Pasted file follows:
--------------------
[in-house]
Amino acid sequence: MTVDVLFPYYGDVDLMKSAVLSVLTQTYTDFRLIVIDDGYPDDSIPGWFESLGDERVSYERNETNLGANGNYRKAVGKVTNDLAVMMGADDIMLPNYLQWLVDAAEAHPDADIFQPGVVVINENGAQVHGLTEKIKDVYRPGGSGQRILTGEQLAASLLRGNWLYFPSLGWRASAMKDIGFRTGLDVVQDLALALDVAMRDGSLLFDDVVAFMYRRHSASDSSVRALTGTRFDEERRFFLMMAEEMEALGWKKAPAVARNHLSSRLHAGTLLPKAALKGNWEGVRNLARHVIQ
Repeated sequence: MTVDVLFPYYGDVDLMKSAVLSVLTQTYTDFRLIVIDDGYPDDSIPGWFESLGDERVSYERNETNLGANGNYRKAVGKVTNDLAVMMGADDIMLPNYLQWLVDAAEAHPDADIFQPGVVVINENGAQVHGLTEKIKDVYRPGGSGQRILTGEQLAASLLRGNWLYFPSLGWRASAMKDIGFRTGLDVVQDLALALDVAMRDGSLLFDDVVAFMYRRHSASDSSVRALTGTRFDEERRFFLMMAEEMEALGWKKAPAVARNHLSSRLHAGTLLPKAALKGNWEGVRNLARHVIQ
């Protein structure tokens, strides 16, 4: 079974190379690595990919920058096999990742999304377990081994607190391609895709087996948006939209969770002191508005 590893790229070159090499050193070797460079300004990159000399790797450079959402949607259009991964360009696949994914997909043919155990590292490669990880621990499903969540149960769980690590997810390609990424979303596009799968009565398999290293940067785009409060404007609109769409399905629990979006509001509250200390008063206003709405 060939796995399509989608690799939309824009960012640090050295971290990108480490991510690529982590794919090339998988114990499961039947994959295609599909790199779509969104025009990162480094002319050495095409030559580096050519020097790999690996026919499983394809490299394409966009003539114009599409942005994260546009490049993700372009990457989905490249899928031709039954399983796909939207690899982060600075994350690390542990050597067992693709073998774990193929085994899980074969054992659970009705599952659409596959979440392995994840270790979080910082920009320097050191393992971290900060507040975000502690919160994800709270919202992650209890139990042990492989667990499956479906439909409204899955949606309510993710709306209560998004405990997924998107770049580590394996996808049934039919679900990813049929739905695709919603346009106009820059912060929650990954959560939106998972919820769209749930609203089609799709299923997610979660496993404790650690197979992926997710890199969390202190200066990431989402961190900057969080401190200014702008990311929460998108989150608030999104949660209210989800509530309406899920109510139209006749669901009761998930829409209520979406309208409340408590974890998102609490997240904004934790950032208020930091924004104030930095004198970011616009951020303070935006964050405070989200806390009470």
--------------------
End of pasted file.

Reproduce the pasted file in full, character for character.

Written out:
[in-house]
Amino acid sequence: MTVDVLFPYYGDVDLMKSAVLSVLTQTYTDFRLIVIDDGYPDDSIPGWFESLGDERVSYERNETNLGANGNYRKAVGKVTNDLAVMMGADDIMLPNYLQWLVDAAEAHPDADIFQPGVVVINENGAQVHGLTEKIKDVYRPGGSGQRILTGEQLAASLLRGNWLYFPSLGWRASAMKDIGFRTGLDVVQDLALALDVAMRDGSLLFDDVVAFMYRRHSASDSSVRALTGTRFDEERRFFLMMAEEMEALGWKKAPAVARNHLSSRLHAGTLLPKAALKGNWEGVRNLARHVIQ
Repeated sequence: MTVDVLFPYYGDVDLMKSAVLSVLTQTYTDFRLIVIDDGYPDDSIPGWFESLGDERVSYERNETNLGANGNYRKAVGKVTNDLAVMMGADDIMLPNYLQWLVDAAEAHPDADIFQPGVVVINENGAQVHGLTEKIKDVYRPGGSGQRILTGEQLAASLLRGNWLYFPSLGWRASAMKDIGFRTGLDVVQDLALALDVAMRDGSLLFDDVVAFMYRRHSASDSSVRALTGTRFDEERRFFLMMAEEMEALGWKKAPAVARNHLSSRLHAGTLLPKAALKGNWEGVRNLARHVIQ
């Protein structure tokens, strides 16, 4: 079974190379690595990919920058096999990742999304377990081994607190391609895709087996948006939209969770002191508005 590893790229070159090499050193070797460079300004990159000399790797450079959402949607259009991964360009696949994914997909043919155990590292490669990880621990499903969540149960769980690590997810390609990424979303596009799968009565398999290293940067785009409060404007609109769409399905629990979006509001509250200390008063206003709405 060939796995399509989608690799939309824009960012640090050295971290990108480490991510690529982590794919090339998988114990499961039947994959295609599909790199779509969104025009990162480094002319050495095409030559580096050519020097790999690996026919499983394809490299394409966009003539114009599409942005994260546009490049993700372009990457989905490249899928031709039954399983796909939207690899982060600075994350690390542990050597067992693709073998774990193929085994899980074969054992659970009705599952659409596959979440392995994840270790979080910082920009320097050191393992971290900060507040975000502690919160994800709270919202992650209890139990042990492989667990499956479906439909409204899955949606309510993710709306209560998004405990997924998107770049580590394996996808049934039919679900990813049929739905695709919603346009106009820059912060929650990954959560939106998972919820769209749930609203089609799709299923997610979660496993404790650690197979992926997710890199969390202190200066990431989402961190900057969080401190200014702008990311929460998108989150608030999104949660209210989800509530309406899920109510139209006749669901009761998930829409209520979406309208409340408590974890998102609490997240904004934790950032208020930091924004104030930095004198970011616009951020303070935006964050405070989200806390009470």